rotary milker panorama

What is the critical factor that makes this system work? WATER!!!!  Access to irrigation water is essential to profitable dairying in this part of the world.  Centre pivot irrigation is common, and farmers carefully manage their pastures through irrigation.

New Zealand has an interesting dairy system.  The dominant milk buyer and processor is Fonterra, a farmer coop with about 8000 members.  95% of NZ dairy production is exported and Fonterra is responsible for 90% of that business.  Dairy is so significant to NZ, that it accounts for 25% of the country’s total exports!

We’ve had an intense 2 days meeting with several farmers in the business.  Every one of them has been successful at building and expanding their business and are continuing to grow.  Something I’ve learned during these meetings is that success came through taking a business approach, building partnerships with people, hard work and optimism.






Goodbye Australia, Hello New Zealand!

Its been a whirlwind so far.  We spent all day Friday at the Grains Research and Development Corporation head office in Canberra, Australia.  We learned about the status of the DOHA trade negotiations and the global status of trade policy from Tim Crowe of the Australian Department of Agriculture, Fisheries and Forestry.  He described he last 11 years of negotiations like ‘…a kangaroo hopping back and forth in front of a car…you never know what side your on.’  – an authentic Australian analogy!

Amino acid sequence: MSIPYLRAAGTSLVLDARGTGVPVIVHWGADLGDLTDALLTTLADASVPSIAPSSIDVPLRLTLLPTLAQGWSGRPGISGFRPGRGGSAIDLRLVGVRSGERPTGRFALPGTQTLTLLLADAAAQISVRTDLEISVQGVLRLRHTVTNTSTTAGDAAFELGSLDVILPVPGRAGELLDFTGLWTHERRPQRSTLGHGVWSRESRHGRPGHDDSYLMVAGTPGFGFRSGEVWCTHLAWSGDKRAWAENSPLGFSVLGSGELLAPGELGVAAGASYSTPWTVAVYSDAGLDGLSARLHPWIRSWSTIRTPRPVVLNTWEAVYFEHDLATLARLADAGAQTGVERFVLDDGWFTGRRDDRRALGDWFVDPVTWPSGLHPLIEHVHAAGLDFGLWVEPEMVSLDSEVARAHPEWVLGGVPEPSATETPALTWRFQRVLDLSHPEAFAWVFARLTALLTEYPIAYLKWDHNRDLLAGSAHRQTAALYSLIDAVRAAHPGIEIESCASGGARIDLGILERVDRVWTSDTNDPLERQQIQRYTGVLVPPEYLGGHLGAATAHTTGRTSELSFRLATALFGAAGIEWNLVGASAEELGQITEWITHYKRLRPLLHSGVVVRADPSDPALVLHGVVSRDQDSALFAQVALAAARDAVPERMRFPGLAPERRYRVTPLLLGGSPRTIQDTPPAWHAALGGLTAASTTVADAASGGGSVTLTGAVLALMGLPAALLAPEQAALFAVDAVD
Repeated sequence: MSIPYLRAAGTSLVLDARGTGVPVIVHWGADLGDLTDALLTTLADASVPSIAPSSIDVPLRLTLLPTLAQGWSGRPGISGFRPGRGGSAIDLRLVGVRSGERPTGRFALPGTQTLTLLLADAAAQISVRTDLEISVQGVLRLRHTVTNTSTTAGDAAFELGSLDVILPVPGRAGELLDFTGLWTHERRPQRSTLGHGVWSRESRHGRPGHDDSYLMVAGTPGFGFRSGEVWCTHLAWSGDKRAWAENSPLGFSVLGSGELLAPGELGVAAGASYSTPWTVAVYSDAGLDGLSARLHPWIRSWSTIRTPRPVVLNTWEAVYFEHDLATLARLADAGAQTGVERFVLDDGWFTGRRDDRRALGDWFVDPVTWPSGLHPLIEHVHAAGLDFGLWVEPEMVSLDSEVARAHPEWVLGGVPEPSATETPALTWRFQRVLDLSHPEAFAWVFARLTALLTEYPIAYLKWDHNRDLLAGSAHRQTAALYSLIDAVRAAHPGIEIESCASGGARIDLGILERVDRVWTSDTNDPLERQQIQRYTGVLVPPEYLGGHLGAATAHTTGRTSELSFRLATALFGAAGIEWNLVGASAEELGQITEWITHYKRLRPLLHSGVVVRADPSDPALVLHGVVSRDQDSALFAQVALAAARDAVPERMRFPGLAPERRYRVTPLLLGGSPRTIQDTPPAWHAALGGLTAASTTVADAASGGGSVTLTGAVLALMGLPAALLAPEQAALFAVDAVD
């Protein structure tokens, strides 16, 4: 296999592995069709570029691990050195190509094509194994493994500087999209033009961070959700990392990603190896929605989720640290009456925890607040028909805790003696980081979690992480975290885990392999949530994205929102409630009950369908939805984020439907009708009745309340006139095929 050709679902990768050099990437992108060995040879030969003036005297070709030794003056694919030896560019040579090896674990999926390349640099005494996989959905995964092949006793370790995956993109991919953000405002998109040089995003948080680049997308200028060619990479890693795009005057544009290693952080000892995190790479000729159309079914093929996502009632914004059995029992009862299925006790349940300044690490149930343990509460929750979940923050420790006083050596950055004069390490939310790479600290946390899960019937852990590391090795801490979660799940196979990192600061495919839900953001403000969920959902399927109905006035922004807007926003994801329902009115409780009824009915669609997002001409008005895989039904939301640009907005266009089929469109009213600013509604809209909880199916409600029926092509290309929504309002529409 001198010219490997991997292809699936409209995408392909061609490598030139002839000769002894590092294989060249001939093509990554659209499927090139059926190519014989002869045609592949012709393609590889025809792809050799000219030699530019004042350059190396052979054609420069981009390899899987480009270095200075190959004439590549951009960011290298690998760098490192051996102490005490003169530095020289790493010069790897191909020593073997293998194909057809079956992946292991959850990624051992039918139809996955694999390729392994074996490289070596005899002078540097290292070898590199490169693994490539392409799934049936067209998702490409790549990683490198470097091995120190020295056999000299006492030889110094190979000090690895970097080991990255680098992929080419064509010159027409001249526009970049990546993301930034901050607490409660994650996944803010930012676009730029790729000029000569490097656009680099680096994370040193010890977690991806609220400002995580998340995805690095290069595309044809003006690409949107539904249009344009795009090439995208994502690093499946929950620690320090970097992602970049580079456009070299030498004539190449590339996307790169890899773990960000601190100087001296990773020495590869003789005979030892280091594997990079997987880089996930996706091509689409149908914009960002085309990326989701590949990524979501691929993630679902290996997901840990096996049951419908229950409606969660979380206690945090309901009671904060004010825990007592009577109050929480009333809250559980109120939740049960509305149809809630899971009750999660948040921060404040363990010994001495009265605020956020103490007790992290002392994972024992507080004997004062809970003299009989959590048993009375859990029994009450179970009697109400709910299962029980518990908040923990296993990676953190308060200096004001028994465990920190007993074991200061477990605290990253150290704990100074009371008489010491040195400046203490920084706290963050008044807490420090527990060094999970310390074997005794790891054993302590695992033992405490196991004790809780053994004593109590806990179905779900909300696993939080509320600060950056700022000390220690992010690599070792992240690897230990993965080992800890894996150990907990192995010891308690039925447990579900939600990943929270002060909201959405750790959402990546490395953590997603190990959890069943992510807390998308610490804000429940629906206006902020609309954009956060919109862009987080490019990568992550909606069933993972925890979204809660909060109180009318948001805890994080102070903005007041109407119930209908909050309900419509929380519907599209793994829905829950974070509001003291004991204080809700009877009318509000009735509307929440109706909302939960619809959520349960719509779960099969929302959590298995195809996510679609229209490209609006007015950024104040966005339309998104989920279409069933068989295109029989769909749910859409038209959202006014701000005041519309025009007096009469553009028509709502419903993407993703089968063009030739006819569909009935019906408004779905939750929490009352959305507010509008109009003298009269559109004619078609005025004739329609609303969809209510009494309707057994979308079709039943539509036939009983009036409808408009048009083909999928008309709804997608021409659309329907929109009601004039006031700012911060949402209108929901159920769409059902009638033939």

John Harvey, CEO of the Grains Research and Development Corporation met with us over lunch.  GRDC is the result of a unique partnership between farmers and the Australian government and is responsible for coordinating and funding research and extension activities for Australian grain farmers.  John shared some of his insights related to the scale of research in the public and private sectors.  He was insightful in his views on achieving public good through research.  Two statements stuck with me: 

1) Until research results in farmers actually changing a practise or doing something different, its value is zero.

2)  The best way for the government to help farmers implement practices that have an aspect of public good (such as environmental protection) is to find ways to make it improve their business.

These statements may seem obvious, but I believe our Canadian system should pay more attention to them when reviewing policy.  We need to focus on IMPLEMENTABLE RESULTS and ACHIEVING PUBLIC BENEFITS THROUGH STRONGER FARM BUSINESSES.